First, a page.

Photo: Port of Antwerp
Azteq installs Concentrated Solar Thermal pilot plant for Adpo logistics company in Beveren.
The first solar concentrator farm in the European process industry was inaugurated in the Port of Antwerp. The technology generates eco-friendly heat from concentrated sunlight that can be used by industrial companies. The 1100 m2 plant was installed for Adpo logistics company by the Genk-based energy company Azteq as part of a pilot project co-financed by the Flemish government.
Concentrated Solar Thermal energy (CST) is an innovative technology in which sunlight is concentrated by parabolic mirrors and so converted directly to heat. The temperatures reached can be as high as 400°C, thus providing high-grade heat that can be used in industrial processes. The technology produces three times as much energy per installed square meter than a photovoltaic system. Furthermore the heat can be stored in insulated containers so that it is also available for use at night. The technology is an entirely eco-friendly alternative for industrial heating requirements and so can make a significant contribution toward reducing CO2 emissions.
Until now Adpo has used gas to produce the steam that it uses for cleaning and heating tanks and containers. This requires temperatures of more than 140°C, well within the capabilities of CST technology. The CST farm that will replace 500 MWh of gas consumption annually is installed above the company's car park, above a railway line and underneath a high voltage line, fully utilizing the available ground area. The solar reflectors, each 5 m long and installed in lines of 120, follow the path of the sun and focus the incident sunlight on collector tubes. The plant is the first industrial CST project in Europe.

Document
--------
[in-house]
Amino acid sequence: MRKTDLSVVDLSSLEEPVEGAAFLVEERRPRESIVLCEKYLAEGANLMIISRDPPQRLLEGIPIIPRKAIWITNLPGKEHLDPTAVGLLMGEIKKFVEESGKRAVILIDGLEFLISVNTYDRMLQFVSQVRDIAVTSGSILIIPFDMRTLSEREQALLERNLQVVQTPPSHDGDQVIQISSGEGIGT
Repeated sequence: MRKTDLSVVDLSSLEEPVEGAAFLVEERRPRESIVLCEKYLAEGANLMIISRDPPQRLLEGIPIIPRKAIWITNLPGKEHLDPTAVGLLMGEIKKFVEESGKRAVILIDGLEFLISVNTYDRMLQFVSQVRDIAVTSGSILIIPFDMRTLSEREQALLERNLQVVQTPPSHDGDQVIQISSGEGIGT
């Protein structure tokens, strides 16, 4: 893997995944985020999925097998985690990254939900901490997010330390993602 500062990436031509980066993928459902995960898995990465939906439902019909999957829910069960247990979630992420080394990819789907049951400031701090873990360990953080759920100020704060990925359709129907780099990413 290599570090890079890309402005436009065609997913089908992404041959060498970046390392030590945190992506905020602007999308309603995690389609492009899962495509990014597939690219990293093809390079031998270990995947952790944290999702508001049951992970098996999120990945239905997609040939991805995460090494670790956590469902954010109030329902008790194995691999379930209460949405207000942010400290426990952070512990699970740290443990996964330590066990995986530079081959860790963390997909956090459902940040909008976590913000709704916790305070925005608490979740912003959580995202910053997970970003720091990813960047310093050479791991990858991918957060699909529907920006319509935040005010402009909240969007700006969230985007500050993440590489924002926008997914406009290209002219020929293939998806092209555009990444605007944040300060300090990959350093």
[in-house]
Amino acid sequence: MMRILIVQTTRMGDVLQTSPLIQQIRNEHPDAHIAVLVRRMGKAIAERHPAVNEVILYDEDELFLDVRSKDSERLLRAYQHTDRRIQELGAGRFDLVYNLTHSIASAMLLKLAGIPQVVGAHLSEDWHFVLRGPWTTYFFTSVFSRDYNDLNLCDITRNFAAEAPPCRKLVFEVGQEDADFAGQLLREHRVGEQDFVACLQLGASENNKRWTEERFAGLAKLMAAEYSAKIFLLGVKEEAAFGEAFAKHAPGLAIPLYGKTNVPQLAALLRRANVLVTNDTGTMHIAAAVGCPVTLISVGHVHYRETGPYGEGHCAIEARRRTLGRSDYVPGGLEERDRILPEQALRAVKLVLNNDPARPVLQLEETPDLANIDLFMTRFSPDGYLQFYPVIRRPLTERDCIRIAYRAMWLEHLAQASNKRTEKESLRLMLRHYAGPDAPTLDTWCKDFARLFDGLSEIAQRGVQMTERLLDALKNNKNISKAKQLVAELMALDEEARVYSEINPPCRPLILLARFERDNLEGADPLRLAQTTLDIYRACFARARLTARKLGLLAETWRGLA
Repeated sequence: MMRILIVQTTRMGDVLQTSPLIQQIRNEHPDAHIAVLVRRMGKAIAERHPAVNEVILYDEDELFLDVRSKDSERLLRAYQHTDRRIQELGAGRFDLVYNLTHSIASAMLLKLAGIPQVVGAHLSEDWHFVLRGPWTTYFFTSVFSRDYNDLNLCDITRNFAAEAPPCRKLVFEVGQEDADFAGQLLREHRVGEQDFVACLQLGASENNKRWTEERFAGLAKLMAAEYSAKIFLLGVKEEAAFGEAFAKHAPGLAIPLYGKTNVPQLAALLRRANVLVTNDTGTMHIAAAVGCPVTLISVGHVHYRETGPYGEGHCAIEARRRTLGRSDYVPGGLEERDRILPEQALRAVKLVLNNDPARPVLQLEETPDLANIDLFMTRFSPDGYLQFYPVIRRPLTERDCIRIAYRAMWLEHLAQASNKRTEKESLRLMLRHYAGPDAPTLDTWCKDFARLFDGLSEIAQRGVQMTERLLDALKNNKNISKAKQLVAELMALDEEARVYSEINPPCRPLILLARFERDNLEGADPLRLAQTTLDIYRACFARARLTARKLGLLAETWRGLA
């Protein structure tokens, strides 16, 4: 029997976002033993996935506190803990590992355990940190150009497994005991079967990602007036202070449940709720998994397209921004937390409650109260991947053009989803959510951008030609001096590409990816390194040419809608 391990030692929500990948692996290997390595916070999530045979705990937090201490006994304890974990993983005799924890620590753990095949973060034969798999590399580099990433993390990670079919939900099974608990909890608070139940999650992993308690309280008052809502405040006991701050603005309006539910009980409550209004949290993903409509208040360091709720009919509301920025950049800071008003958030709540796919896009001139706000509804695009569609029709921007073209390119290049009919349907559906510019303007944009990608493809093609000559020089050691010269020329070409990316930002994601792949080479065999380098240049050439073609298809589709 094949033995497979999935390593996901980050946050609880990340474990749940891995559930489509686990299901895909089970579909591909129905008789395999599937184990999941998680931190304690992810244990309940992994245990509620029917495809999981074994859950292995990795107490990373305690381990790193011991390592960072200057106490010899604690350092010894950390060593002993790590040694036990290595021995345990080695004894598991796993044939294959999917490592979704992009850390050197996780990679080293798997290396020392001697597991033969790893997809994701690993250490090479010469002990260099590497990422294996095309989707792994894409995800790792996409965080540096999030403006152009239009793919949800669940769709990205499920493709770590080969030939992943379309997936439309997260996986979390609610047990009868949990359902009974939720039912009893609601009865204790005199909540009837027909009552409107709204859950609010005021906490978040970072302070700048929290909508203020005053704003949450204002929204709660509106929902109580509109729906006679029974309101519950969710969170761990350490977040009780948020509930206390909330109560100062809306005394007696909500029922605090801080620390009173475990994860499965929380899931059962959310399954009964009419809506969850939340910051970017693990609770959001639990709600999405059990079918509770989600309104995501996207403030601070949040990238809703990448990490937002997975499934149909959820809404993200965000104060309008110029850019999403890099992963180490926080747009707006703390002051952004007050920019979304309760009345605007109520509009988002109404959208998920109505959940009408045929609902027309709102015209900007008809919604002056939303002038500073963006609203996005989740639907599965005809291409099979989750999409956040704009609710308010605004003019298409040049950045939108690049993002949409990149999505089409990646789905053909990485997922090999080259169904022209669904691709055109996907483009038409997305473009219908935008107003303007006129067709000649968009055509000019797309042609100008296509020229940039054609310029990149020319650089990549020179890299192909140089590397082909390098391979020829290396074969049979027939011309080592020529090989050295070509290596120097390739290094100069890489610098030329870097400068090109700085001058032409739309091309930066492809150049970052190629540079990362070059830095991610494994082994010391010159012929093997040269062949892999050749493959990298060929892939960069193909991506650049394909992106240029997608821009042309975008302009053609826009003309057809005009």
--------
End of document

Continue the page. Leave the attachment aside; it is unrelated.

The plant in the port of Antwerp forms part of a project in which three pilot installations with solar reflectors are being set up in Flanders. The three plants in Beveren, Ostend and Genk respectively will generate between 1,390 and 1,260 MWh of eco-friendly heat annually. Between them these plants will cost a total of EUR 1.425m, of which 819,000 is being financed by the Flemish government.
Jacques Vandermeiren, CEO, Port of Antwerp, said, "[…] Together with the industry we are working to reduce CO2 emissions and make the transition to alternative energy sources, so as to become a CO2-neutral port. We aim to accomplish this by means of ambitious transition projects, using methanol, hydrogen, wind power etc. We want to be a testbed for technological innovation that helps us on the way to a sustainable future […]."